When they were starting to be more known, Covid struck. “It didn’t really affect our sales, but rather it affected the prices of the ingredients and our ability to find new workers,” Doña María remembers. “Right now, it’s only four of us doing all the work. I would like to add two more people, but it has been impossible. At 65, I am getting a bit too old to do all this cooking day after day.”

Even with the challenges, José Ángel is happy with the direction their business is heading. “We love to have American people coming, and our American clientele has grown with time,” he says. “Since the very beginning we had this in mind.”

José Ángel has been intentional about details to make a wide swath of Memphians feel at home at La Llamarada—like accepting credit cards and making sure the menu is translated to English.

“We want everyone to feel welcome and have the opportunity to come and try some different Mexican food other than the usual tacos,” he says. “If you come here for tacos, we will prepare you real good ones, because our tortillas are homemade, but then you will miss the opportunity to try our true specialty: the cuisine from Veracruz.”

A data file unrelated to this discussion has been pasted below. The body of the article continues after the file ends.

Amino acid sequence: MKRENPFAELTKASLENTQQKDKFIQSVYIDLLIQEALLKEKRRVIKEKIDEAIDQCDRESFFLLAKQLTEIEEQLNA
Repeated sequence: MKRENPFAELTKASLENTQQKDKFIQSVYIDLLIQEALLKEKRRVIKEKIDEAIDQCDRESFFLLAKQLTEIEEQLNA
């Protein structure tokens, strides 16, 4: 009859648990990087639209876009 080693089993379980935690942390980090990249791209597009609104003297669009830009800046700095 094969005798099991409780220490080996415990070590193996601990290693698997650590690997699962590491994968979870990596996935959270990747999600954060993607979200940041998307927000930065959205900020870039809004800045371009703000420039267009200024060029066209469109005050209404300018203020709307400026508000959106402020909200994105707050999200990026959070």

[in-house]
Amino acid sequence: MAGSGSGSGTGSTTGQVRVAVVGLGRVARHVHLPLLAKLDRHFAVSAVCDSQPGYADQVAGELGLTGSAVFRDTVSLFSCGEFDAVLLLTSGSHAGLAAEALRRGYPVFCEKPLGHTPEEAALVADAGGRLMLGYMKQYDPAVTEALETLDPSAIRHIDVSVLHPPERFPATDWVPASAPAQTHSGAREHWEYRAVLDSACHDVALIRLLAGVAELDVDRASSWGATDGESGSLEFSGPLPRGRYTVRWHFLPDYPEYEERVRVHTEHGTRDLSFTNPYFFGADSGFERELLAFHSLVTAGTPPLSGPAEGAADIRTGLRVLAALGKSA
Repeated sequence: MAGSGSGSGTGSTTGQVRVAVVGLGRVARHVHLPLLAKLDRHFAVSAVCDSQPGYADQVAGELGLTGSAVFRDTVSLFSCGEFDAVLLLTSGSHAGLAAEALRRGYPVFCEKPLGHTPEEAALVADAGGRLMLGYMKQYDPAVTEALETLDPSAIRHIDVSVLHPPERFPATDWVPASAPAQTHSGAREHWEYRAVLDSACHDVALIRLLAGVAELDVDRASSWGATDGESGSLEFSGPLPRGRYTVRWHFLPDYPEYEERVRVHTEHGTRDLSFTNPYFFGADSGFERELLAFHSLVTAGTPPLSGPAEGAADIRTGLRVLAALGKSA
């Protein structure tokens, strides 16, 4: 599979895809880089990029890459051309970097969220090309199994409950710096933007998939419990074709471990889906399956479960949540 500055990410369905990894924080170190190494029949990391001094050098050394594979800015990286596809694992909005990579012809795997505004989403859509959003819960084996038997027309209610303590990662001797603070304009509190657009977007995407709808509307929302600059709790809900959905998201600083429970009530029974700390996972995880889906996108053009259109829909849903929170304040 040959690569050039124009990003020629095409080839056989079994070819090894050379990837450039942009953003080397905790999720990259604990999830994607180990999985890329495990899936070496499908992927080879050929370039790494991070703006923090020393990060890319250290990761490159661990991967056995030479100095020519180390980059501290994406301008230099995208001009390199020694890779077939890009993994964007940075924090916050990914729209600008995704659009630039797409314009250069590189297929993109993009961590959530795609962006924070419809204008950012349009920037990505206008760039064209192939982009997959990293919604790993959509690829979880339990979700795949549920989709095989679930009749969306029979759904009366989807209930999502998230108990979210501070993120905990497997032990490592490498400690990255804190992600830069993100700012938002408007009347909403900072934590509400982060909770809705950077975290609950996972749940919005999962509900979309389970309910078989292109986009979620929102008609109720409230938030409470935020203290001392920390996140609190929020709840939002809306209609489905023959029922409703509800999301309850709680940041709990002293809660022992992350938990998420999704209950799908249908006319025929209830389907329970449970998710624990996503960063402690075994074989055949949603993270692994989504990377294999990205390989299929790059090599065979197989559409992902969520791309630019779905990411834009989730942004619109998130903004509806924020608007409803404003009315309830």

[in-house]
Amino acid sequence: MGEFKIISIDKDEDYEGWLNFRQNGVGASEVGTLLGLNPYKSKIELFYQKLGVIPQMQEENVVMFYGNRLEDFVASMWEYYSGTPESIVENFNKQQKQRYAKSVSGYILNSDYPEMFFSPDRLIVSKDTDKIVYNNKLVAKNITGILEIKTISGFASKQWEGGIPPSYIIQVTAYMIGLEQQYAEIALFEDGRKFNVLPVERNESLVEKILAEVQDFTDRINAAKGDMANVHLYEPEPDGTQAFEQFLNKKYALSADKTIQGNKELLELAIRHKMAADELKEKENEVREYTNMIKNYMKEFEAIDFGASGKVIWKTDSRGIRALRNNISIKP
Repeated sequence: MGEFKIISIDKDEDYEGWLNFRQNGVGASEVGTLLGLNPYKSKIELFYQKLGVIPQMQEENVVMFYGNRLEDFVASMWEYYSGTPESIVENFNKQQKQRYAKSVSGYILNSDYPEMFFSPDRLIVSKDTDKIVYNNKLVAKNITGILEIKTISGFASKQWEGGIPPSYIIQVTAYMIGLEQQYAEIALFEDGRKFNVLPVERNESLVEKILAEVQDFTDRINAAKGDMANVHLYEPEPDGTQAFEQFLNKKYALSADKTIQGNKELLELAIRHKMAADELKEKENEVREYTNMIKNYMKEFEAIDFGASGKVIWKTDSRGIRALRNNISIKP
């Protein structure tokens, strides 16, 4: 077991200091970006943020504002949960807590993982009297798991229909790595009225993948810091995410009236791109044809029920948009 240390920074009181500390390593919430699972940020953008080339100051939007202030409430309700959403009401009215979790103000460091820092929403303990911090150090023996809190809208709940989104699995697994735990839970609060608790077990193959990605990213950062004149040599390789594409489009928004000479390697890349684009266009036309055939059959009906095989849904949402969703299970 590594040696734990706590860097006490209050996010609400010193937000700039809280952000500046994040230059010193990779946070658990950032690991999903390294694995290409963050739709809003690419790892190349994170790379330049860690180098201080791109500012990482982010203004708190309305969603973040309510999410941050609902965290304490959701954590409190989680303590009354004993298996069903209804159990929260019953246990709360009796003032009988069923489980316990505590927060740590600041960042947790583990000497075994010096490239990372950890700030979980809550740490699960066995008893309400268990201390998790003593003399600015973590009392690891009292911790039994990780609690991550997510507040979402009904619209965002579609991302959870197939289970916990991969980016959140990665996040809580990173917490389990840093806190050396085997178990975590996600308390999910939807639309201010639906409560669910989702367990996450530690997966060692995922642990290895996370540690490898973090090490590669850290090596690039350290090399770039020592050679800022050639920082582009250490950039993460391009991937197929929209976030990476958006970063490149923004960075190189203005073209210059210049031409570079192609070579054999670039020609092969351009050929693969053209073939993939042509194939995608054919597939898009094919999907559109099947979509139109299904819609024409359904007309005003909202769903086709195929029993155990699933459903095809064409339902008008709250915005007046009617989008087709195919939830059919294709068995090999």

La Llamarada
2877 Summer Avenue

Alejandro Paredes is a Venezuelan journalist who has been in Memphis since 2014. He is communications director at Advocates for Immigrants Rights. He has been involved in environmental and social equity initiatives and showcases Latínx culture as a musician under the alias of Alex Walls. He also collaborates with Cazateatro Bilingual Theater Group. @panarkista

Jonathan Amado is a Memphis-based photographer and barista. Although a California native, he loves Memphis and utilizes his talents to cultivate community and support local businesses. @jonathanamado_